Riding the subway in Tokyo was a real adventure. The most intimidating part was the sheer number of people (though I found the crowds much less oppressive than the ones in Beijing).
The system was hard to figure out at first, but eventually we figured out how to buy a ticket. Depending on how far you were riding, the price varied. A short ride was about 190 yen (about $1.90) and a longer ride (going about an hour away) was about $10.
The hotel gave us a map in Romanji, or English letters spelling out how to pronounce the Japanese words. That made it a little easier to figure out which stop was ours. But it was still pretty complicated!
In large part, the crowds on the subway were manageable because Japanese people are very respectful of each other. For example, when people are trying to get off the train, it is customary for others to get off in order to make it easier for those around them to exit. I noticed that not only did people get off as a favor to others, but then they got in the back of the line that was waiting to get on. I don’t think people in America would do this! You can see people doing this nice thing in this little video which I filmed:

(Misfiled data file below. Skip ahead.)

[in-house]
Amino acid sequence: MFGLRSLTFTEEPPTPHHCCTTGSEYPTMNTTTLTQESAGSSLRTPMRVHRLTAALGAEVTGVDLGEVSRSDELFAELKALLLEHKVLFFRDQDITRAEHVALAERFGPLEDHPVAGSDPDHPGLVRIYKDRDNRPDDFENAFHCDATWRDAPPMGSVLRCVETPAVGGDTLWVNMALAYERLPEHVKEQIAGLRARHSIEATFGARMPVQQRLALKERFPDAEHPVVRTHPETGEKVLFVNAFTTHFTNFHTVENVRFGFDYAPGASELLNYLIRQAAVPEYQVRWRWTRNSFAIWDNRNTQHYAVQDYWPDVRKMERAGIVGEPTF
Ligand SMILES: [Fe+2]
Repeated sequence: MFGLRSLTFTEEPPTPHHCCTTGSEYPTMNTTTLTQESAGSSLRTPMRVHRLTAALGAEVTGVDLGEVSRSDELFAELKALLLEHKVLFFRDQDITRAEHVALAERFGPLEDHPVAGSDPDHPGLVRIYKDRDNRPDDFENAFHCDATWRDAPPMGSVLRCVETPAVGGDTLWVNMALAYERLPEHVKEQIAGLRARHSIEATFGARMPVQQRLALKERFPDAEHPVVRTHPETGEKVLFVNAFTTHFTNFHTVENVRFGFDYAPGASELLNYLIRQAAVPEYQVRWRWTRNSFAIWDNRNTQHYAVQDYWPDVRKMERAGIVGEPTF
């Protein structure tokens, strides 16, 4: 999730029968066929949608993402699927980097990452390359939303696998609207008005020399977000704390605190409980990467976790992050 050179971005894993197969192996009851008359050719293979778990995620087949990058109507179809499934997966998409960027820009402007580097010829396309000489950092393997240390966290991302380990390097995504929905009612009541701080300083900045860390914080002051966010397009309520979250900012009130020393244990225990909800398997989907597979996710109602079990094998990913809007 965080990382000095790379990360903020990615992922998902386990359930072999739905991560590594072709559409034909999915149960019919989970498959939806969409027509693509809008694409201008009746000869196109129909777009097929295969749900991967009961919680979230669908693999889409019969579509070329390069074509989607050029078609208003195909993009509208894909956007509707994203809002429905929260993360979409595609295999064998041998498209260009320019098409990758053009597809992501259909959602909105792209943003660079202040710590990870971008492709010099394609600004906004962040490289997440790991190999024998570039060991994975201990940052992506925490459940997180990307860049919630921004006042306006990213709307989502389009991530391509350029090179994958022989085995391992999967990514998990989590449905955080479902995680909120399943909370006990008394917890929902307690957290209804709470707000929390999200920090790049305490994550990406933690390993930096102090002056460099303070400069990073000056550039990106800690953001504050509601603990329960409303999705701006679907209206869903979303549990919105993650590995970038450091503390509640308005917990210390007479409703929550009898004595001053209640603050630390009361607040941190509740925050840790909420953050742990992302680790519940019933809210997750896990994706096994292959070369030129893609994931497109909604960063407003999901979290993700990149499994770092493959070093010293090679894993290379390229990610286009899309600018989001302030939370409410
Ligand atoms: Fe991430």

Actually, once we got on the train, it felt very relaxed. Riding the train was fun when it wasn’t super crowded. I even made some balloons on the train on a rainy day, when there were some kids sitting across from me.
There were other days when it was hard to move around at all because there were so many people. On these days, I certainly wasn’t able to take out balloons!
The hardest part to navigate were the stations themselves. Shinjuku Station was like a big underground mall, with many levels deep underground. There were plenty of chain stores that I recognized, lots of tunnels, and all sorts of foods that you can’t even imagine. Yum!
Even though riding the subway was sometimes confusing, overall, it felt very safe. Many stations had these protective doors to keep people away from the moving trains:
And there were special seats for people who needed to sit, like the elderly or pregnant women. I sat in one once when the rest of the train was packed and nobody else seemed to need it. I got some glares, but it seemed silly to stand when nobody needed the priority seats!
Japanese people tend to be short, so that meant that there were low handles for short people like me! I liked that a lot. In fact, they had lots of different handles for people of different heights! One of our tall teachers, Brad, towered over the Japanese people on the train, and there wasn’t really enough space for him.
Overall, I found the subway system to be organized, clean, and well maintained. I think the people of Tokyo are lucky to have such a great system!